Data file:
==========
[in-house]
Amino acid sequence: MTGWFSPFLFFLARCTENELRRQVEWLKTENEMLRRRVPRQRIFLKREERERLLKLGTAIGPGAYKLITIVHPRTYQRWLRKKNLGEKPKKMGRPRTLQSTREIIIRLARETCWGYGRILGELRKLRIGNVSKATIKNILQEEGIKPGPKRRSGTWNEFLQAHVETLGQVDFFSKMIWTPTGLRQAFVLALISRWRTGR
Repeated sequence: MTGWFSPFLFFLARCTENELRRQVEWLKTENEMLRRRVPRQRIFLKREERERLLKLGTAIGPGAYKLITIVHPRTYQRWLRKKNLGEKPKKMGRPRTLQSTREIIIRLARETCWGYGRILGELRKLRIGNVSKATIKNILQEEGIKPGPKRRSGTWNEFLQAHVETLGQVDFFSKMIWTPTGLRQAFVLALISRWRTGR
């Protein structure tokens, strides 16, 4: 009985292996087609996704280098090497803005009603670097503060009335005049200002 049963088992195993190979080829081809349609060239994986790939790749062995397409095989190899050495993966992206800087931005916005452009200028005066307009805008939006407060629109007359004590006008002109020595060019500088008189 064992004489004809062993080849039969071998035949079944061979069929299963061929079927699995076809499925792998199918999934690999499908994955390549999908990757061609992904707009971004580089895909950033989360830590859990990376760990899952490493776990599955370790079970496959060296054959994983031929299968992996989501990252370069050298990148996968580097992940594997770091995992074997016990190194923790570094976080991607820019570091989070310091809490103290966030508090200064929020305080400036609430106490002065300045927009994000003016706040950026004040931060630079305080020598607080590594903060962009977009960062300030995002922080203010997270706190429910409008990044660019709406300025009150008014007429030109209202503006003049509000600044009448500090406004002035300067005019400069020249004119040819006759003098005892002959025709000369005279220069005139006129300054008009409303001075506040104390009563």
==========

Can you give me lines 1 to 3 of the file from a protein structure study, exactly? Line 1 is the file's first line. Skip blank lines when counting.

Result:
[in-house]
Amino acid sequence: MTGWFSPFLFFLARCTENELRRQVEWLKTENEMLRRRVPRQRIFLKREERERLLKLGTAIGPGAYKLITIVHPRTYQRWLRKKNLGEKPKKMGRPRTLQSTREIIIRLARETCWGYGRILGELRKLRIGNVSKATIKNILQEEGIKPGPKRRSGTWNEFLQAHVETLGQVDFFSKMIWTPTGLRQAFVLALISRWRTGR
Repeated sequence: MTGWFSPFLFFLARCTENELRRQVEWLKTENEMLRRRVPRQRIFLKREERERLLKLGTAIGPGAYKLITIVHPRTYQRWLRKKNLGEKPKKMGRPRTLQSTREIIIRLARETCWGYGRILGELRKLRIGNVSKATIKNILQEEGIKPGPKRRSGTWNEFLQAHVETLGQVDFFSKMIWTPTGLRQAFVLALISRWRTGR